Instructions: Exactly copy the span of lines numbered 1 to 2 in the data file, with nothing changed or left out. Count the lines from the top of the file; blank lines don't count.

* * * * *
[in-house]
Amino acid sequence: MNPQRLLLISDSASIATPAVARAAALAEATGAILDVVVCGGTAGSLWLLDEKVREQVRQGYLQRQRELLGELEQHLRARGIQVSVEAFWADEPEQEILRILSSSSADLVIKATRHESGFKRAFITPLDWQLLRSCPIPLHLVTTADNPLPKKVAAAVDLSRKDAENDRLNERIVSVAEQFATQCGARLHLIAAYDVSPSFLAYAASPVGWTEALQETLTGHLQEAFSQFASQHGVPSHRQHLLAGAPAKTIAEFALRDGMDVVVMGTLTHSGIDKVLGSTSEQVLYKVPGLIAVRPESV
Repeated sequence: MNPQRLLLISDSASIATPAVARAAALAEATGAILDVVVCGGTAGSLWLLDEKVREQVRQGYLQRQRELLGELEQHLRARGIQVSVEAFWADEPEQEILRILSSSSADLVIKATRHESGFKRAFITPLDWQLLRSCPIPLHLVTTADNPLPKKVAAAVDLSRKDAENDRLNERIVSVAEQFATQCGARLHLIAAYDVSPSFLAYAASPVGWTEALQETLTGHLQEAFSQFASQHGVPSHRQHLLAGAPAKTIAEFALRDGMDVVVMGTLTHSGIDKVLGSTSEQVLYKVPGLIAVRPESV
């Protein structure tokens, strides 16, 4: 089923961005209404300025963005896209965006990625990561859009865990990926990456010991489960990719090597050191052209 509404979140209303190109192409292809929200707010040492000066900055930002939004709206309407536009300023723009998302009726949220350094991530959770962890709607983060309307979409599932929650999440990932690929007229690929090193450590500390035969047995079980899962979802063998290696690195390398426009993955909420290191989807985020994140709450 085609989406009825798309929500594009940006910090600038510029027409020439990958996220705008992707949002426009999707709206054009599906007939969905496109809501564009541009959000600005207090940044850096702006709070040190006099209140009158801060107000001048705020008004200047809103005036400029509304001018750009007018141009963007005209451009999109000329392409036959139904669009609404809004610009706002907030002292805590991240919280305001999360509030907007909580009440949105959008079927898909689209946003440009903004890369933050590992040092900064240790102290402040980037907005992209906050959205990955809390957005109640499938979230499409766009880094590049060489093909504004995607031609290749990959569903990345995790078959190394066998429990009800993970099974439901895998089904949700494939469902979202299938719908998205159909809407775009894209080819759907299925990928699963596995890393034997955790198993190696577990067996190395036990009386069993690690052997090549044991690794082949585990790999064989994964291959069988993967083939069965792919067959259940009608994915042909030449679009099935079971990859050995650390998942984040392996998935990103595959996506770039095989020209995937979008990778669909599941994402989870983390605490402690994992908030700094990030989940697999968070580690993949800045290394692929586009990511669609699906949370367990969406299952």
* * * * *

[in-house]
Amino acid sequence: MNPQRLLLISDSASIATPAVARAAALAEATGAILDVVVCGGTAGSLWLLDEKVREQVRQGYLQRQRELLGELEQHLRARGIQVSVEAFWADEPEQEILRILSSSSADLVIKATRHESGFKRAFITPLDWQLLRSCPIPLHLVTTADNPLPKKVAAAVDLSRKDAENDRLNERIVSVAEQFATQCGARLHLIAAYDVSPSFLAYAASPVGWTEALQETLTGHLQEAFSQFASQHGVPSHRQHLLAGAPAKTIAEFALRDGMDVVVMGTLTHSGIDKVLGSTSEQVLYKVPGLIAVRPESV